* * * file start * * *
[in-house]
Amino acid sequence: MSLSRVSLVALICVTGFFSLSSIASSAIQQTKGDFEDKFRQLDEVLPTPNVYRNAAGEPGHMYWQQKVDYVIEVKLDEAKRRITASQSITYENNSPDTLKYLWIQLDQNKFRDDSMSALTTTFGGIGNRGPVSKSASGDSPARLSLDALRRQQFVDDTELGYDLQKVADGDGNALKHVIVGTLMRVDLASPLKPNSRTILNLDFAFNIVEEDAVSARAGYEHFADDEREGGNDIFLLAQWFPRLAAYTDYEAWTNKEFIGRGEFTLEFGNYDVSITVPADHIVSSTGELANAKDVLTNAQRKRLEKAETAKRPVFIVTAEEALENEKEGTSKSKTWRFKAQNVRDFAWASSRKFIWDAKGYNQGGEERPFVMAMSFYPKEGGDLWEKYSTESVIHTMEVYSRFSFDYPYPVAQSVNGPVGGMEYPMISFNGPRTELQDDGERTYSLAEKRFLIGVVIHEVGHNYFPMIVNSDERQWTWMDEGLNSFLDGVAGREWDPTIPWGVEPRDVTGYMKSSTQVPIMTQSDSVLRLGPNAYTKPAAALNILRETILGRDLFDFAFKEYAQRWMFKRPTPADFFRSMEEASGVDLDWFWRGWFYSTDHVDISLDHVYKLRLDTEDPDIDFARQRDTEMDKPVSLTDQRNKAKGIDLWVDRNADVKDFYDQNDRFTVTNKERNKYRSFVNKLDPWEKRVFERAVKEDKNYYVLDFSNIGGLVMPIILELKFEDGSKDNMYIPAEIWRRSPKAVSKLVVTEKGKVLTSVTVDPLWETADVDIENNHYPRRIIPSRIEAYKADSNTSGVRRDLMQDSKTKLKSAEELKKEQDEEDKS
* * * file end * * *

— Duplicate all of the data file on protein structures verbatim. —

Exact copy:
[in-house]
Amino acid sequence: MSLSRVSLVALICVTGFFSLSSIASSAIQQTKGDFEDKFRQLDEVLPTPNVYRNAAGEPGHMYWQQKVDYVIEVKLDEAKRRITASQSITYENNSPDTLKYLWIQLDQNKFRDDSMSALTTTFGGIGNRGPVSKSASGDSPARLSLDALRRQQFVDDTELGYDLQKVADGDGNALKHVIVGTLMRVDLASPLKPNSRTILNLDFAFNIVEEDAVSARAGYEHFADDEREGGNDIFLLAQWFPRLAAYTDYEAWTNKEFIGRGEFTLEFGNYDVSITVPADHIVSSTGELANAKDVLTNAQRKRLEKAETAKRPVFIVTAEEALENEKEGTSKSKTWRFKAQNVRDFAWASSRKFIWDAKGYNQGGEERPFVMAMSFYPKEGGDLWEKYSTESVIHTMEVYSRFSFDYPYPVAQSVNGPVGGMEYPMISFNGPRTELQDDGERTYSLAEKRFLIGVVIHEVGHNYFPMIVNSDERQWTWMDEGLNSFLDGVAGREWDPTIPWGVEPRDVTGYMKSSTQVPIMTQSDSVLRLGPNAYTKPAAALNILRETILGRDLFDFAFKEYAQRWMFKRPTPADFFRSMEEASGVDLDWFWRGWFYSTDHVDISLDHVYKLRLDTEDPDIDFARQRDTEMDKPVSLTDQRNKAKGIDLWVDRNADVKDFYDQNDRFTVTNKERNKYRSFVNKLDPWEKRVFERAVKEDKNYYVLDFSNIGGLVMPIILELKFEDGSKDNMYIPAEIWRRSPKAVSKLVVTEKGKVLTSVTVDPLWETADVDIENNHYPRRIIPSRIEAYKADSNTSGVRRDLMQDSKTKLKSAEELKKEQDEEDKS